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There is a card game here in China, use a standard 52 card deck of cards. Draw four cards and use any elementary operators $(+,-,\times, \div)$, and only use each card value once to get a result of 24.

The cards start with Ace = 1 to King = 13.

example: The four cards are 5,5,5,1. $\left(5-\left(1\div 5\right)\right)\times 5=24$

Is there some method other than brute force to find a solution for solvable solutions? I am asking because I don't think anyone has the time to do every combination.

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  • $\begingroup$ How would you get 24 from four aces? Or four kings or four jacks? $\endgroup$ – Olivier Bégassat Mar 1 '14 at 15:37
  • $\begingroup$ @OlivierBégassat , I was so caught up on solving the example I gave, that I didn't take time to think of a counter example. Great job. I should have asked how to find all the solvable ones. $\endgroup$ – yiyi Mar 1 '14 at 15:39
  • $\begingroup$ You can modify your question. $\endgroup$ – Olivier Bégassat Mar 1 '14 at 15:40
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    $\begingroup$ I used a computer running a brute-force algorithm to enumerate 53,005 solutions, which I believe is a complete list. You can see the output here. $\endgroup$ – MJD Mar 1 '14 at 18:20
  • $\begingroup$ The current version eliminates some solutions that can be trivially obtained from others by commuting $a+b$ to $b+a$ and the like; this reduces the listing to 17,373 solutions. $\endgroup$ – MJD Mar 1 '14 at 19:44
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I don't know of any method to solve this other than brute force, but the computer is really good at solving things by brute force, so I got the computer to do it.

The program's main data structure is a series of hash tables stored in $seen[1], $seen[2], $seen[3], $seen[4]. Each table maps numeric values to lists of expressions that represent that value. $seen[i] contains expressions with i leaves. $seen[1] is manually initialized. Then the function scan_seen is run to scan over every pair of expressions in $seen[1]. Each pair is assembled into a larger expression and inserted under the correct key in $seen[2]. Then more scans are done, until `$seen[4] is completely populated. At this point it contains every possible expression with four leaves, grouped by expression value.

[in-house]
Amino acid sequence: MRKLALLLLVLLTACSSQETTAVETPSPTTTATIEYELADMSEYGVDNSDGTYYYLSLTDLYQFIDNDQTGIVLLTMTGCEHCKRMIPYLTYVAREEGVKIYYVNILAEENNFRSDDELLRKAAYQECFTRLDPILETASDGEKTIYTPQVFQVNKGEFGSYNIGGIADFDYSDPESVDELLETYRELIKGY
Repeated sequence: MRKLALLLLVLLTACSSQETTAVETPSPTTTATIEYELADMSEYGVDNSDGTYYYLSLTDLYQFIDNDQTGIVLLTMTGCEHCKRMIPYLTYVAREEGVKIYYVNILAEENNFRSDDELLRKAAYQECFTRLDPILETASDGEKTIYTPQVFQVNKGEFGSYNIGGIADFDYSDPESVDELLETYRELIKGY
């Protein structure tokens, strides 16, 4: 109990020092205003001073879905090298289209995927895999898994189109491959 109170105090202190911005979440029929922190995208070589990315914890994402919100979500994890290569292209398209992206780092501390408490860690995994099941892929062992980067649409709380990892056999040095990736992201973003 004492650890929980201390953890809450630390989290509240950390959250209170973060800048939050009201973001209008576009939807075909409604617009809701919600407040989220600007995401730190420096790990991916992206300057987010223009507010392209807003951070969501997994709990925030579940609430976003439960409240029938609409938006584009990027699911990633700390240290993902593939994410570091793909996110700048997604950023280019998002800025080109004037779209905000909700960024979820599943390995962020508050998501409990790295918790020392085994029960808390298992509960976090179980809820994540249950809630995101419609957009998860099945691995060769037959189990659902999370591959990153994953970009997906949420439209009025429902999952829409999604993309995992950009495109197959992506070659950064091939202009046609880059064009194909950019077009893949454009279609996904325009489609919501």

The definitions of the operators are in the %op table. An operator is allowed to return an undefined value to indicate that no expression should be retained in @seen. For example, the division operator does this when the divisor is zero. But also multiplication and addition do this when the second argument exceeds the first; this prevents the program from indexing both $a+b$ and $b+a$.

Because every operator is considered to require exactly two arguments, the program distinguishes the expressions $a + (b +c)$ from $(a+b)+c$. Also the hack for eliminating commutators doesn't help the program realize that $a + (b+c)$ is the same as $b + (a + c)$. A lot of improvements could be put into the code to eliminate solutions that are too similar to other solutions.

Once every possible expression with four leaves is indexed, we just emit all the expressions in $seen[4]{24}, which is the ones whose value is 24. The complete output is here. I sorted the output expressions, which the program itself doesn't do.

It would be more effective to have the program emit all the solutions for all values, with solutions for each value into a different file, since at this point it has them all prepared; changing the program to do that is easy.

Complete code is here. Perl is good for this kind of programming because it runs reasonably quickly, and you don't waste a lot of time on implementing the data structures or doing memory management.

[ Addendum 2017-09-18: I wrote a series of articles about various aspects of this puzzle: (1) (2) (3) ]